The country’s foreign exchange reserves have come under pressure after higher external payments against import of oil and construction materials for mega projects.
The reserves shrank on Wednesday after a routine payment to the Asian Clearing Union (ACU) against imports during the March-April period of the year, officials said.
After the payment, the country’s forex reserves reached $30.99 billion on the day from $32.19 billion of the previous working day, according to the central bank’s latest statistics. It was $31.02 billion on Thursday.
The highest $33.68 billion reserves were recorded on September 05, 2017.
Bangladesh will be able to meet more than five months import payment bills with the existing reserves, the officials added.
The reserves are under stress because of higher import payment obligations, particularly for petroleum products, construction materials, capital machinery for power plants and fertiliser, said the officials.
The import of LNG (liquefied natural gas) has been contributing to the forex reserve pressure in the recent months, they added.
The country’s overall imports have advanced by more than 7.0 per cent in the first nine months of the current fiscal, following higher imports of intermediate goods and oil.
The actual import in terms of settlement of letters of credit (LCs) rose to $41.22 billion during the July-March period of FY 19 from $38.41 billion in the corresponding period of the last fiscal, the central bank data showed.
Import of intermediate goods such as coal, hard coke, clinker and scrap vessels jumped by 39.42 per cent to $4.16 billion during the period from $2.98 billion in the same period last year.
The purchase of construction materials pushed up the overall import payments in the first nine months of the fiscal, another BB official explained.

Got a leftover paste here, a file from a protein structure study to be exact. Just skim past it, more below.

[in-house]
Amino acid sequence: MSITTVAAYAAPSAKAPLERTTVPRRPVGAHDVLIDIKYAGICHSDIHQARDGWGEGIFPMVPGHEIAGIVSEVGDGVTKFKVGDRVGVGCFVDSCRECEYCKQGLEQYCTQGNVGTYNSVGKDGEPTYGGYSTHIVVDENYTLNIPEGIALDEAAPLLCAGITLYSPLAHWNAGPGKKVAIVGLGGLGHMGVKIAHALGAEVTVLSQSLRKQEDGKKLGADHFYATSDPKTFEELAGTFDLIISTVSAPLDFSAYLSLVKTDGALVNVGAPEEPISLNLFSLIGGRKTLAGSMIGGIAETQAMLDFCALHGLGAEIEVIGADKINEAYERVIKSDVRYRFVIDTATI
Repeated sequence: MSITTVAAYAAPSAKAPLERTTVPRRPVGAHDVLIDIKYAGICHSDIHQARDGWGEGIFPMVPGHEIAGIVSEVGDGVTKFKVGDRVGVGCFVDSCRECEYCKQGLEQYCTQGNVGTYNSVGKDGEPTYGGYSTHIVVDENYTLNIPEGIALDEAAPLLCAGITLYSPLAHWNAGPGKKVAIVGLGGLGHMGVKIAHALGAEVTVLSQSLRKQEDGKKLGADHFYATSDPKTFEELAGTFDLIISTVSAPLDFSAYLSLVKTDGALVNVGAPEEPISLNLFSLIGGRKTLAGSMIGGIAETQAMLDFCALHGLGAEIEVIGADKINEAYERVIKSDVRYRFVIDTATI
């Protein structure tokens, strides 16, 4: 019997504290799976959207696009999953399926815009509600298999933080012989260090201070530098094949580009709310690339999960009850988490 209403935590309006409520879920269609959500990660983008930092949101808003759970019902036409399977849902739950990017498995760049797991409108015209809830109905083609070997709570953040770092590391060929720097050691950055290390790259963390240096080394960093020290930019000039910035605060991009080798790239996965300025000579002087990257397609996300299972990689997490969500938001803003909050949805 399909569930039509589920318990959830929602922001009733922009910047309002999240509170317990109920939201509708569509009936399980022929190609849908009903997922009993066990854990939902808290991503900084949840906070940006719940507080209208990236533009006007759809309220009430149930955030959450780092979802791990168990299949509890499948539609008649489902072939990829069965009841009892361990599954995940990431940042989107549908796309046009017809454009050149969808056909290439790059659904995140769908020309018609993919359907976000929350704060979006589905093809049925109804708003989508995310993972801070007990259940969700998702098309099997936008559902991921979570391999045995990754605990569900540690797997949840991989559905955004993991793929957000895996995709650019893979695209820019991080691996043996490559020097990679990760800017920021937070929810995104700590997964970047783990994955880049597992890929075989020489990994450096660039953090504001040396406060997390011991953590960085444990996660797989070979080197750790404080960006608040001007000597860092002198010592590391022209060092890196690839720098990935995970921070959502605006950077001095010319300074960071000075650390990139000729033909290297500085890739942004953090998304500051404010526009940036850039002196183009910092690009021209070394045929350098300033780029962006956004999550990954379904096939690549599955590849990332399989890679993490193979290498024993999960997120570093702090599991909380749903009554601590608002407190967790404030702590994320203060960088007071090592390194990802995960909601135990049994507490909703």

He also said mega infrastructure projects, including Padma bridge, Rooppur Nuclear Power Plant (NPP), metro-rail and Dhaka Elevated Expressway account for the lion’s share of intermediate goods, he added.
Higher import of oil also drove up the overall import expenses during the period under review, according to the official.
The import of petroleum products, including liquefied natural gas (LNG) soared by 25.43 per cent to $2.81 billion in the first nine months of FY 19 from $2.24 billion in the same period last fiscal.
He predicted the upward trend in oil import will continue in the coming months owing to the diversified use of gasoline products-in power generation, for instance.
The central bank has so far sold more than $2.0 billion from the reserves directly to the commercial banks as liquidity support helping them settle their import payment obligations this fiscal.
“We’re providing such foreign currency support to the banks for meeting import payment bills, particularly for oil, capital machinery for power plants, LNG and fertiliser,” the central banker said.
A total of $2.16 billion has been sold since July 01 of the FY 19 to the scheduled banks as part of the BB’s ongoing support.
“It’s a temporary phenomenon,” a central bank executive director told the FE Friday.
He insisted that the reserves situation would improve gradually in the coming months following a steady growth in export earnings alongside an uptrend in remittances.
“We expect the inflow of remittance to exceed $16 billion by the end of this fiscal,” he said.
The central bank has already remitted $1.24 billion to the ACU headquarters in Tehran in line with the existing provisions of the union.
The amount of ACU payment came down to $1.24 billion during the period under review from $1.15 billion, mainly due to lower imports from the ACU member countries, especially India.
Bangladesh imports consumer items such as cotton, raw materials and capital machinery from ACU member countries, including India, the official added.
The ACU is an arrangement involving Bangladesh, Bhutan, India, Iran, Myanmar, Nepal, Pakistan, Sri Lanka and the Maldives and intraregional transactions among the participating central banks are made on a multilateral basis.
The union started its operation in November 1975 to boost trade among the member countries.
Bangladesh and Myanmar joined the union as the sixth and seventh members in 1976 and 1977 respectively.